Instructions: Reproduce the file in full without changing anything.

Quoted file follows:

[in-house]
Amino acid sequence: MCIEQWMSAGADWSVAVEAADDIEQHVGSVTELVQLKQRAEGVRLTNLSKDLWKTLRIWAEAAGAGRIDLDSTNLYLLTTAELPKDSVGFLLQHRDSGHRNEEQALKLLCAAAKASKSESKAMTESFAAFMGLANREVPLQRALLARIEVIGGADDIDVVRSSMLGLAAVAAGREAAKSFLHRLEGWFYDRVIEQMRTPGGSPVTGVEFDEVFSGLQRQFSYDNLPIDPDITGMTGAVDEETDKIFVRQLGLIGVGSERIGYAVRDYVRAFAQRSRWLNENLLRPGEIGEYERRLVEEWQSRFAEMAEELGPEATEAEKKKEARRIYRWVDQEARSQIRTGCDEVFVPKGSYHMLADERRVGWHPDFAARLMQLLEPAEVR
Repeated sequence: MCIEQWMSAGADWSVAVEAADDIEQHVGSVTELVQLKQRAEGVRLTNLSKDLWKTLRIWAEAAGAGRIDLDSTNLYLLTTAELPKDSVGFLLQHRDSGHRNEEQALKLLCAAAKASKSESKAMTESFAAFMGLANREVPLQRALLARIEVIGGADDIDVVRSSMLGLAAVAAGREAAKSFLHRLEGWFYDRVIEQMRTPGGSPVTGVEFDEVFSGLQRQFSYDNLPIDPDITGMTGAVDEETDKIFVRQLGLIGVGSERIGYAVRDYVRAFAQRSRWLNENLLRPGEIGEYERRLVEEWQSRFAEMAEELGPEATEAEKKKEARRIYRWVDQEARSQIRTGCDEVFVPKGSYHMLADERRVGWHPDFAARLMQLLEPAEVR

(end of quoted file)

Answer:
[in-house]
Amino acid sequence: MCIEQWMSAGADWSVAVEAADDIEQHVGSVTELVQLKQRAEGVRLTNLSKDLWKTLRIWAEAAGAGRIDLDSTNLYLLTTAELPKDSVGFLLQHRDSGHRNEEQALKLLCAAAKASKSESKAMTESFAAFMGLANREVPLQRALLARIEVIGGADDIDVVRSSMLGLAAVAAGREAAKSFLHRLEGWFYDRVIEQMRTPGGSPVTGVEFDEVFSGLQRQFSYDNLPIDPDITGMTGAVDEETDKIFVRQLGLIGVGSERIGYAVRDYVRAFAQRSRWLNENLLRPGEIGEYERRLVEEWQSRFAEMAEELGPEATEAEKKKEARRIYRWVDQEARSQIRTGCDEVFVPKGSYHMLADERRVGWHPDFAARLMQLLEPAEVR
Repeated sequence: MCIEQWMSAGADWSVAVEAADDIEQHVGSVTELVQLKQRAEGVRLTNLSKDLWKTLRIWAEAAGAGRIDLDSTNLYLLTTAELPKDSVGFLLQHRDSGHRNEEQALKLLCAAAKASKSESKAMTESFAAFMGLANREVPLQRALLARIEVIGGADDIDVVRSSMLGLAAVAAGREAAKSFLHRLEGWFYDRVIEQMRTPGGSPVTGVEFDEVFSGLQRQFSYDNLPIDPDITGMTGAVDEETDKIFVRQLGLIGVGSERIGYAVRDYVRAFAQRSRWLNENLLRPGEIGEYERRLVEEWQSRFAEMAEELGPEATEAEKKKEARRIYRWVDQEARSQIRTGCDEVFVPKGSYHMLADERRVGWHPDFAARLMQLLEPAEVR